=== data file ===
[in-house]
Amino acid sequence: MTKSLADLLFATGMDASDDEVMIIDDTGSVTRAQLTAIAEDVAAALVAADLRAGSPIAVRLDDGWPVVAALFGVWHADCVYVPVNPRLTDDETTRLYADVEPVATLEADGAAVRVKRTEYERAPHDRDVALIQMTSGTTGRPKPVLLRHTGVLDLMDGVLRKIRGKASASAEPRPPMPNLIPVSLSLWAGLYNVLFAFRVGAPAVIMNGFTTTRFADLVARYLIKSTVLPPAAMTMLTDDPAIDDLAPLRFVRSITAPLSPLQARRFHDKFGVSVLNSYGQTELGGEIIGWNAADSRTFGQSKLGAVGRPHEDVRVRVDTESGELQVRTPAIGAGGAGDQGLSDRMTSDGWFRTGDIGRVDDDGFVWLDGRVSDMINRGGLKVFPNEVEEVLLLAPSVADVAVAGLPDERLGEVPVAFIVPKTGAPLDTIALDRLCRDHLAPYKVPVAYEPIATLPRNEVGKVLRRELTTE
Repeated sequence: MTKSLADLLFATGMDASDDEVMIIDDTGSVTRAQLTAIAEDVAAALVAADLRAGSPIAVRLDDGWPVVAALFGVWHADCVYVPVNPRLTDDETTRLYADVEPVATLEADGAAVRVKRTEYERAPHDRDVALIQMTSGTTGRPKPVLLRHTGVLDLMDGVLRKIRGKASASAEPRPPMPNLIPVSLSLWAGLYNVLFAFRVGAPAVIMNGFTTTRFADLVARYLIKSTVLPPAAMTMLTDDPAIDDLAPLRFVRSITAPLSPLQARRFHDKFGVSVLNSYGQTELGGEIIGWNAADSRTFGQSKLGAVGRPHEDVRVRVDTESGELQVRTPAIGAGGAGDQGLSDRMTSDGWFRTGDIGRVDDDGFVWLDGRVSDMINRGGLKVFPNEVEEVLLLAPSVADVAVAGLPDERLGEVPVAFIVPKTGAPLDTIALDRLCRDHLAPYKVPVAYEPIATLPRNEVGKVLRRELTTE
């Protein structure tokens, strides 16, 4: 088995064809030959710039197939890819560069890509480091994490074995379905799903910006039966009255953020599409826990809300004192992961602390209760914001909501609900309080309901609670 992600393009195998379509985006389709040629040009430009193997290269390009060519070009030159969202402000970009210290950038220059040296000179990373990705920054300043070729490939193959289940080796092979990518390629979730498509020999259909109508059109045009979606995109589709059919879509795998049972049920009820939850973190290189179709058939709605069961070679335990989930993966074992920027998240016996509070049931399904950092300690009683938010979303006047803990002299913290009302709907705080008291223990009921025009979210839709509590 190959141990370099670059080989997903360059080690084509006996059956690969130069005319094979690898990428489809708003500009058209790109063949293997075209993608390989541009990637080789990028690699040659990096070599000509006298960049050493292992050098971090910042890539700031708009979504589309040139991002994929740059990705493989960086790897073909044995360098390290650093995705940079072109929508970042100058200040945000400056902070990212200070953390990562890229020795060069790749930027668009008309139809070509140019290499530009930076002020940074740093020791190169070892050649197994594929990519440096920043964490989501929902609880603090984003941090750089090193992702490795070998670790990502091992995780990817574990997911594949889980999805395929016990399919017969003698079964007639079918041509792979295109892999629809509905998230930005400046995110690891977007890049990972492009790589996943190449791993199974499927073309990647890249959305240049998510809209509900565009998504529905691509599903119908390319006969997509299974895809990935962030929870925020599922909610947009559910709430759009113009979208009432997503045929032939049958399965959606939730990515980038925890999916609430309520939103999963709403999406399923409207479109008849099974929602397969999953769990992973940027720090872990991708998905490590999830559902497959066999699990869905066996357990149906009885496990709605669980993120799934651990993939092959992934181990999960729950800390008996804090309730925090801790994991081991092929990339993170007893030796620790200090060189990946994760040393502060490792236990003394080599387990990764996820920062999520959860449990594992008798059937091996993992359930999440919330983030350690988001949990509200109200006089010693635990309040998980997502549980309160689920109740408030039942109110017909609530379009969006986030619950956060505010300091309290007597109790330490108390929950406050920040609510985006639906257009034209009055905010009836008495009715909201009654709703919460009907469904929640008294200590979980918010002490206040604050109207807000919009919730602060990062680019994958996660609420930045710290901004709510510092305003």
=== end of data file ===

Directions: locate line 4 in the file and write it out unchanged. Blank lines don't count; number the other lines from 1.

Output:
């Protein structure tokens, strides 16, 4: 088995064809030959710039197939890819560069890509480091994490074995379905799903910006039966009255953020599409826990809300004192992961602390209760914001909501609900309080309901609670 992600393009195998379509985006389709040629040009430009193997290269390009060519070009030159969202402000970009210290950038220059040296000179990373990705920054300043070729490939193959289940080796092979990518390629979730498509020999259909109508059109045009979606995109589709059919879509795998049972049920009820939850973190290189179709058939709605069961070679335990989930993966074992920027998240016996509070049931399904950092300690009683938010979303006047803990002299913290009302709907705080008291223990009921025009979210839709509590 190959141990370099670059080989997903360059080690084509006996059956690969130069005319094979690898990428489809708003500009058209790109063949293997075209993608390989541009990637080789990028690699040659990096070599000509006298960049050493292992050098971090910042890539700031708009979504589309040139991002994929740059990705493989960086790897073909044995360098390290650093995705940079072109929508970042100058200040945000400056902070990212200070953390990562890229020795060069790749930027668009008309139809070509140019290499530009930076002020940074740093020791190169070892050649197994594929990519440096920043964490989501929902609880603090984003941090750089090193992702490795070998670790990502091992995780990817574990997911594949889980999805395929016990399919017969003698079964007639079918041509792979295109892999629809509905998230930005400046995110690891977007890049990972492009790589996943190449791993199974499927073309990647890249959305240049998510809209509900565009998504529905691509599903119908390319006969997509299974895809990935962030929870925020599922909610947009559910709430759009113009979208009432997503045929032939049958399965959606939730990515980038925890999916609430309520939103999963709403999406399923409207479109008849099974929602397969999953769990992973940027720090872990991708998905490590999830559902497959066999699990869905066996357990149906009885496990709605669980993120799934651990993939092959992934181990999960729950800390008996804090309730925090801790994991081991092929990339993170007893030796620790200090060189990946994760040393502060490792236990003394080599387990990764996820920062999520959860449990594992008798059937091996993992359930999440919330983030350690988001949990509200109200006089010693635990309040998980997502549980309160689920109740408030039942109110017909609530379009969006986030619950956060505010300091309290007597109790330490108390929950406050920040609510985006639906257009034209009055905010009836008495009715909201009654709703919460009907469904929640008294200590979980918010002490206040604050109207807000919009919730602060990062680019994958996660609420930045710290901004709510510092305003």